Surround Sound System Reviews

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Daniel Kumin  |  Dec 04, 2019  |  1 comments

Speakers
Performance
Build Quality
Value

Subwoofer
Performance
Features
Build Quality
Value
PRICE $2,546 (as tested)

AT A GLANCE
Plus
Balanced sound with effortless treble
Solid bass extension
Impressive performance from compact subwoofer
Minus
Center speaker can sound slightly chesty when listening off-axis

THE VERDICT
DALI joins the pantheon of excellent compact, affordable 5.1 speaker packages with this system based around the overachieving Oberon 1.

Over the past 25 years, the Danish Audiophile Loudspeaker Industries company has grown from a small and relatively obscure maker (in the U.S. market, at least) to a much more major player in the world's crowded loudspeaker arena. The Danes' latest move toward the broader marketplace is the Oberon series, an affordable range consisting of two towers, two bookshelf/standmount models, one on-wall, and one center- channel—all two-way, vented- enclosure designs.

Tom Norton  |  Apr 08, 2016  |  1 comments

Performance
Build Quality
Value
PRICE $13,080 as reviewed

AT A GLANCE
Plus
Open, airy highs
Clean, tight bass
Big, generous soundstage
Minus
Setup takes patience for best results
Treble can be unforgiving

THE VERDICT
Careful trial and error with placement, and perhaps the addition of a good subwoofer for movies with crushing bass will be needed for getting the best out of the DALI Rubicons. But the best this system offers is compelling.

DALI (Danish Audiophile Loudspeaker Industries) isn’t new to this country, but it’s relatively new as overseas loudspeaker manufacturers go. The somewhat new Rubicon range sits near the top of the company’s U.S. product offerings, topped only by the Epicon series, which it is said to most closely share technology.

Daniel Kumin  |  Aug 11, 2015  |  3 comments

Zensor 5 Speaker System
Performance
Build Quality
Value

VTF-1 MK2 Subwoofer
Performance
Features
Build Quality
Value
PRICE $2,244 as reviewed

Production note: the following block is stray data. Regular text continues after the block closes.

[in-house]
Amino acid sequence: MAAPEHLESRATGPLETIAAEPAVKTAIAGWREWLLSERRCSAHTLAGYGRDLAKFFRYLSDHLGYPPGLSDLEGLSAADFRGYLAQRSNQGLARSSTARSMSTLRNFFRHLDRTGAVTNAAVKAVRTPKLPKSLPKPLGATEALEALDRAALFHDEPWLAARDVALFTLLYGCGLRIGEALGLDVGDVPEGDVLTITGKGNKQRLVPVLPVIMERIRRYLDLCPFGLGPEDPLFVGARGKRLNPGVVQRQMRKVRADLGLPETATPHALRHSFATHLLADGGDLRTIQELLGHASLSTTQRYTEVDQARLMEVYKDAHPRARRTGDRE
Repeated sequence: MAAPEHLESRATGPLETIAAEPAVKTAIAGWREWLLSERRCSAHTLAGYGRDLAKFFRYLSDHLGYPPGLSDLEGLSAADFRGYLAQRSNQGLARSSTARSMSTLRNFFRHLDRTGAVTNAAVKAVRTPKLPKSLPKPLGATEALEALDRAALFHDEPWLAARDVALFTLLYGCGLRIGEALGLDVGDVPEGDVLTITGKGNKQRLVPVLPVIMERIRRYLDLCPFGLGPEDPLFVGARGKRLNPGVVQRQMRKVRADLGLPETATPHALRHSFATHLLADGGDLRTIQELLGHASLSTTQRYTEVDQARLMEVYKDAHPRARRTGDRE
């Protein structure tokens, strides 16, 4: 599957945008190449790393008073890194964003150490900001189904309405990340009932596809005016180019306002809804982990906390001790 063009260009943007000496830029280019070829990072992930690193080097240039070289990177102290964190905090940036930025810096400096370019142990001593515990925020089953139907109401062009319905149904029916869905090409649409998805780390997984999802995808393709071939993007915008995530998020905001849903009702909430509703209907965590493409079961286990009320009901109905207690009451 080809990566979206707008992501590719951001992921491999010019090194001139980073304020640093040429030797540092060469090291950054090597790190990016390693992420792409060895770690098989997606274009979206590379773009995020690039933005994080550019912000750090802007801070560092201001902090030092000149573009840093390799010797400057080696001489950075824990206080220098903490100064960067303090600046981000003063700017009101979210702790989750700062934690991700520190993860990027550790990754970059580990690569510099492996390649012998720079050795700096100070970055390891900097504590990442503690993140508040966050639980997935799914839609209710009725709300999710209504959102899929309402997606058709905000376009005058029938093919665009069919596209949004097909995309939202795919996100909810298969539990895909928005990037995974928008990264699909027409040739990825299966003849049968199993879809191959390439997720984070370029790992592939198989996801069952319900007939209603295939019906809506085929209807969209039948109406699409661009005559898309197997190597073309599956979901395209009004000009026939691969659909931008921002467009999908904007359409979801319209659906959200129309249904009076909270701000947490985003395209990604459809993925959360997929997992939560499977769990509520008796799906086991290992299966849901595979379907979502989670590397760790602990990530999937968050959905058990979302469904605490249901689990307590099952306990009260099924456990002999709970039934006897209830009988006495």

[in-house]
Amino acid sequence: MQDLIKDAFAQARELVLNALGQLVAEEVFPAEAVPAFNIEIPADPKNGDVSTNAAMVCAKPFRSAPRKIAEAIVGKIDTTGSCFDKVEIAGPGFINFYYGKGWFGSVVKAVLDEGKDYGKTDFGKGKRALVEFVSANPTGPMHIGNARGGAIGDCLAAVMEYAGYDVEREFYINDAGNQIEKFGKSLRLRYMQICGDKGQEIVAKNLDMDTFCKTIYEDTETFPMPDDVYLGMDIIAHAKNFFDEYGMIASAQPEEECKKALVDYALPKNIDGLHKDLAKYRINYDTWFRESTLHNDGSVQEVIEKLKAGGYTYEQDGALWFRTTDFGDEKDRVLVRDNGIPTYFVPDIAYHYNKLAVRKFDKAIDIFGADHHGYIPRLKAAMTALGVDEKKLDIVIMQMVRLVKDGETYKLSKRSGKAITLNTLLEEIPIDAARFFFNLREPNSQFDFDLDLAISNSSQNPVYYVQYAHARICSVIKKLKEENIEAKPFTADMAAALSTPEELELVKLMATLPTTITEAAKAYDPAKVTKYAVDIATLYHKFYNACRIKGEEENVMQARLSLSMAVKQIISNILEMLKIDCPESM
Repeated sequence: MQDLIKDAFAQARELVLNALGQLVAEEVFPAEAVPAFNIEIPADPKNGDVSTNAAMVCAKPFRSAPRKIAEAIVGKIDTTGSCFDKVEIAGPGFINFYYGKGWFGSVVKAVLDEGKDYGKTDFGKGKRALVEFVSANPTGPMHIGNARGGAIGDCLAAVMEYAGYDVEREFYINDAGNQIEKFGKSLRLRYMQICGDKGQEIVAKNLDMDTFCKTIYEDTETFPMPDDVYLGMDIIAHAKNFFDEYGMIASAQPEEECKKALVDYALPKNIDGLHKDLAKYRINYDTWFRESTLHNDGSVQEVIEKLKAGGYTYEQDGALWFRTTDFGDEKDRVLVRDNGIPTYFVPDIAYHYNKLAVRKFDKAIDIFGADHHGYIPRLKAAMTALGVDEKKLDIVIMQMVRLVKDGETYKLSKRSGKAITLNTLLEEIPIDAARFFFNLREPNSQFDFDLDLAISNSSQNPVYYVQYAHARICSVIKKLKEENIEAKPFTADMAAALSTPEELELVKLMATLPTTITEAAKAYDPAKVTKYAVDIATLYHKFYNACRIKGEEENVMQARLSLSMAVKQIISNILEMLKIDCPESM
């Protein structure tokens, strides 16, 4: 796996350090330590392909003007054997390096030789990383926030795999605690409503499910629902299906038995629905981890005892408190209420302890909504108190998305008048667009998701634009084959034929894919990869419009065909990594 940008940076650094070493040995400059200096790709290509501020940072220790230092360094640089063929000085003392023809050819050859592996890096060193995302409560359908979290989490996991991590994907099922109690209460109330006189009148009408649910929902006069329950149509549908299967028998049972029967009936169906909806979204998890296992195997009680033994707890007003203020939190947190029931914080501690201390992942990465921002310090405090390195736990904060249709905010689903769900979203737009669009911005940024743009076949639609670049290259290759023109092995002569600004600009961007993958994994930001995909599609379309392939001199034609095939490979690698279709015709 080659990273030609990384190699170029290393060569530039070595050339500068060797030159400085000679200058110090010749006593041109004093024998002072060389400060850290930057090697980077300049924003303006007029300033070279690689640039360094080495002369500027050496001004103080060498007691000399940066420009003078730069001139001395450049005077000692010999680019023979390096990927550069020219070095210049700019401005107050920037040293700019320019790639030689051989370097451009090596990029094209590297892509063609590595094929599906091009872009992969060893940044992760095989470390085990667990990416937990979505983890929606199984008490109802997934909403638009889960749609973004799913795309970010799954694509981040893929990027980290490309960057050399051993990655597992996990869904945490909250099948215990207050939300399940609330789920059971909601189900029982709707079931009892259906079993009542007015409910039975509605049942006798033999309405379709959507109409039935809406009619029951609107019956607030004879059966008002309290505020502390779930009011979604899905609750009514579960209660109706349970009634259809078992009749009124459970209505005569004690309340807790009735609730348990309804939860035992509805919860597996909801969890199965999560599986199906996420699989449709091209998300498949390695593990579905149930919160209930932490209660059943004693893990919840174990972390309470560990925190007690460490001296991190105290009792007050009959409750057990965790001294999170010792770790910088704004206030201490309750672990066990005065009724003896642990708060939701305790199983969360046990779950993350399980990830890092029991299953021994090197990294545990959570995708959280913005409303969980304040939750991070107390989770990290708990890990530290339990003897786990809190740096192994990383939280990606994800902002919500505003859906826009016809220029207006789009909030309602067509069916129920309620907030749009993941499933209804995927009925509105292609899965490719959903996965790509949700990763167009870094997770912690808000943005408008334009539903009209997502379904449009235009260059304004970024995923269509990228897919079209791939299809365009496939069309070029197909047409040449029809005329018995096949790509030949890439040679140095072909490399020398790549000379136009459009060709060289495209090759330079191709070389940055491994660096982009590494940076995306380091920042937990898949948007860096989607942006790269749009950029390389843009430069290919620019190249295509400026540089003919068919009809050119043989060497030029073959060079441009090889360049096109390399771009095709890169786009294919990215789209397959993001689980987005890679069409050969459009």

AT A GLANCE
Plus
Neutral balance
Excellent center-L/R tonal match
Superb “small”-sub output and extension
Minus
Zensor 5 mini-towers are rather short

THE VERDICT
Combining DALI’s fine-performing, high-value two-way line with one of the best inexpensive 10-inch subwoofers available creates an affordable system that competes well with the many contenders in its price class.

DALI is a company that has nothing to do with surrealist art or Tibetan Buddhism. The acronym is for Danish Audiophile Loudspeaker Industries, which over some 30 years has grown from a home-market specialist to a respected international brand. Despite this success, I had never gotten up close and personal with any DALI designs (trade-show demos excepted) until they shipped us a representative selection of their new Zensor entry-level series. Since the Zensor-ship currently lacks a subwoofer, we tapped one of the best size- and price-appropriate designs we know, Hsu Research’s affordable VTF-1 MK2.

Mark Fleischmann  |  Jul 29, 2015  |  4 comments

B652-AIR Speaker System
Performance
Build Quality
Value

SUB-1000 Subwoofer
Performance
Features
Build Quality
Value
PRICE $299 as reviewed

AT A GLANCE
Plus
Super affordable
Pleated-diaphragm tweeter
Cinema-friendly voicing
Excellent finish quality
Minus
Lively cabinets
Wire-clip speaker terminals

THE VERDICT
If you want a home theater system and you want it now, these speakers will suit a draconian budget. Let a thousand starter systems bloom.

Late last year, a Florida man walked into Starbucks and ordered a Grande Latte with 99 extra shots of espresso and 17 pumps of vanilla syrup, mocha, and matcha powder. His tab was $83.75—more than a pair of Dayton Audio B652-AIR speakers. He was a big spender, of course, but if you ordered, say, a White Chocolate Mocha every day for two weeks at $4.65 per cup, you’d still spend more than the price per pair of these speakers.

Daniel Kumin  |  Jan 29, 2015  |  3 comments